Published By: Pen & Sword History
Publication Date: 4th September 2017
If there was a suspected poisoning in Victorian Britain, Professor Alfred Swaine Taylor was one of the toxicologists whose opinion would be sought. A surgeon and chemist at Guy’s Hospital in London, he used new techniques to search human remains for evidence that had previously been unseen. As well as finding telltale crystals of poison in test tubes, he could identify blood on clothing and weapons, and he used hair and fibre analysis to catch killers.
Taylor is perhaps best remembered as an expert witness at one of Victorian England’s most infamous trials – that of William Palmer, ‘The Rugeley Poisoner’. The case of the strychnine that wasn’t there haunted Taylor, setting up controversial rivalries with other scientists that would last decades. It overshadowed his involvement in hundreds of other intriguing cases, such as The Waterloo Bridge Mystery; The Great Fire of Newcastle and Gateshead; and the investigation into female impersonators, Boulton and Park. Crime struck even at the heart of Taylor’s own family, when his nephew’s death became the focus of The Eastbourne Manslaughter.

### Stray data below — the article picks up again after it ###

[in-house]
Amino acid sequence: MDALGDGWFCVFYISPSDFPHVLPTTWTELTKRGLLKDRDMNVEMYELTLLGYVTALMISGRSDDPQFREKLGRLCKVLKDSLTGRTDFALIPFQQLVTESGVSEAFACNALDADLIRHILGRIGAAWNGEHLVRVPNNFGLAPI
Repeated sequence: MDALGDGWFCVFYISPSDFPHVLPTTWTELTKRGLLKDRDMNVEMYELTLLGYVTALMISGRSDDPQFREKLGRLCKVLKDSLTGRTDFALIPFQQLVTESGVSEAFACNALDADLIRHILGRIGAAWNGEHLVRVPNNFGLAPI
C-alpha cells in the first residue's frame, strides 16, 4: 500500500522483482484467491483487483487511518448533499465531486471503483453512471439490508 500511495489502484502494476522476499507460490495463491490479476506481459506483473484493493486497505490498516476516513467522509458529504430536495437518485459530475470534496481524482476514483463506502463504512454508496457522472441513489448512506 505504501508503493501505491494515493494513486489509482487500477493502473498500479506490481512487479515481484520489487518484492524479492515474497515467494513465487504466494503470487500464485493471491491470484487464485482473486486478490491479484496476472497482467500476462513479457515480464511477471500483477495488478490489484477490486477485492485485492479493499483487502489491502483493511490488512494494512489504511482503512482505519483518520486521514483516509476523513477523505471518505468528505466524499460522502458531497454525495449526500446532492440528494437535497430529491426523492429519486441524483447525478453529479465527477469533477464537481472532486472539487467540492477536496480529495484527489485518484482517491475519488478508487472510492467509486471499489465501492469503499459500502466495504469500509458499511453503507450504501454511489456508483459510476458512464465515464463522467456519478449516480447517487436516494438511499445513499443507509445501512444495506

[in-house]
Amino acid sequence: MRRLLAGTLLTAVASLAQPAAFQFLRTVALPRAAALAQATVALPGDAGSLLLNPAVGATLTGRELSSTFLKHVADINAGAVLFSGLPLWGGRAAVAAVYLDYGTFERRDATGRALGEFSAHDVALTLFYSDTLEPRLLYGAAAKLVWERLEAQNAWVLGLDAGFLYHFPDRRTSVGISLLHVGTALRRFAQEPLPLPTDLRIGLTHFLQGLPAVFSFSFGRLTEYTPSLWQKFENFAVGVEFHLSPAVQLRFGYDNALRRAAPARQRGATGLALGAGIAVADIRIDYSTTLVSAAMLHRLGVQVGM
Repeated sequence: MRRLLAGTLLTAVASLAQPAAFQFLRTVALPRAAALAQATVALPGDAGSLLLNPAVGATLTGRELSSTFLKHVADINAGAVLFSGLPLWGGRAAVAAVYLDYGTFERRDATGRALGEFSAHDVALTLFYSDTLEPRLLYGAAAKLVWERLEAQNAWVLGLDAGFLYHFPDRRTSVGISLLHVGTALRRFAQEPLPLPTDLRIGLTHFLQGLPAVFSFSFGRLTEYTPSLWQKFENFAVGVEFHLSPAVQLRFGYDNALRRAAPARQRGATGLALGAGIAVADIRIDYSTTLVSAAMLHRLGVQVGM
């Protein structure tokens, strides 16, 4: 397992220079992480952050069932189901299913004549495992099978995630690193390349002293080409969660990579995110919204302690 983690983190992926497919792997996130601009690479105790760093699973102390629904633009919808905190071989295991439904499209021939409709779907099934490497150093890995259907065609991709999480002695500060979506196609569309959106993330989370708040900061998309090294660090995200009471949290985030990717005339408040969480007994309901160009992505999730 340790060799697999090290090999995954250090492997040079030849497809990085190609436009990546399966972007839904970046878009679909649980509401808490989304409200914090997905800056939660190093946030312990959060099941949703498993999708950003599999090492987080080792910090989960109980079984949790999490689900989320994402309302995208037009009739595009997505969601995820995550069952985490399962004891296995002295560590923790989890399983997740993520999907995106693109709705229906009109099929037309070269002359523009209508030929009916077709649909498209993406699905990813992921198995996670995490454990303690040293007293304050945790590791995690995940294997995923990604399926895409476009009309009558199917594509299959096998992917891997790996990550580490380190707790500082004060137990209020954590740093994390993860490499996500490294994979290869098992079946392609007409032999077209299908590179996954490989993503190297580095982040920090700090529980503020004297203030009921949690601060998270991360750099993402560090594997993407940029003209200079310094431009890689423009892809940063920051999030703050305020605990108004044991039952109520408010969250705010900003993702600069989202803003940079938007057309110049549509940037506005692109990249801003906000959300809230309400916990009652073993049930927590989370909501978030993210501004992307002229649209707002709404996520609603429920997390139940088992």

Taylor wrote many books and articles on forensic medicine; he became required reading for all nineteenth-century medical students. He gave Charles Dickens a tour of his laboratory, and Wilkie Collins owned copies of his books on poisons. Taylor’s work was known to Sir Arthur Conan Doyle, and he inspired the creation of fictional forensic detective Dr Thorndyke; for Dorothy L. Sayers, Taylor’s books were ‘the back doors to death’.
From crime scene to laboratory to courtroom – and sometimes to the gallows – this is the world of Alfred Swaine Taylor and his fatal evidence.
As long-time readers will know, I have an unhealthy interest in toxicology and poisons and I’ve reviewed a few books on the subject as well as lots of crime novels; I put it down to having an interest in history, chemistry and puzzles. I just can’t help myself.
Helen Barrell’s biography of Alfred Swaine Taylor comprehensively covers the life and work of this early advocate of forensic science and public health. I found this biography engrossing, and easy to read, with plenty of illustrations and a comprehensive bibliography. Which makes me very happy.
Taylor’s books are covered, and for a change Caroline Taylor gets a mention; she helped write his books. Barrell covers some of his major cases and the minor ones usually missed out of other books. Widely known for giving evidence in murder trials, Taylor also pushed to improve water quality. His campaigns to tackle food adulteration, reform how courts used expert witnesses and how coroners were chosen brought him into contention with politicians. He did eventually push through some changes and was successful in his campaign to have arsenic sales controlled. This book covers it all, and in fashion that anyone can understand.